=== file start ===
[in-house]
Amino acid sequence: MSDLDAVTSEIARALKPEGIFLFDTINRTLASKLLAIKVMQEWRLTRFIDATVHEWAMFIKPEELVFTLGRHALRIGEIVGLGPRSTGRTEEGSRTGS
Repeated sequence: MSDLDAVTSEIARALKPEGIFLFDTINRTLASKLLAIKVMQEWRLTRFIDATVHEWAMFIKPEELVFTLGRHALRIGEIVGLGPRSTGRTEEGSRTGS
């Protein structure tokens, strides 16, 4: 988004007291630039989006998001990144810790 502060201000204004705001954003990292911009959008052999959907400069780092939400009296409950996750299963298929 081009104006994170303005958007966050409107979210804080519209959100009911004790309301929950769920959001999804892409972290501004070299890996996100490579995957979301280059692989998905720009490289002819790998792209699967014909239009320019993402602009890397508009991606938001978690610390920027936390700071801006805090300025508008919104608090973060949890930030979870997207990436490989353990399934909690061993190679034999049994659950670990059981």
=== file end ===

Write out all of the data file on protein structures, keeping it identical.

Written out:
[in-house]
Amino acid sequence: MSDLDAVTSEIARALKPEGIFLFDTINRTLASKLLAIKVMQEWRLTRFIDATVHEWAMFIKPEELVFTLGRHALRIGEIVGLGPRSTGRTEEGSRTGS
Repeated sequence: MSDLDAVTSEIARALKPEGIFLFDTINRTLASKLLAIKVMQEWRLTRFIDATVHEWAMFIKPEELVFTLGRHALRIGEIVGLGPRSTGRTEEGSRTGS
């Protein structure tokens, strides 16, 4: 988004007291630039989006998001990144810790 502060201000204004705001954003990292911009959008052999959907400069780092939400009296409950996750299963298929 081009104006994170303005958007966050409107979210804080519209959100009911004790309301929950769920959001999804892409972290501004070299890996996100490579995957979301280059692989998905720009490289002819790998792209699967014909239009320019993402602009890397508009991606938001978690610390920027936390700071801006805090300025508008919104608090973060949890930030979870997207990436490989353990399934909690061993190679034999049994659950670990059981």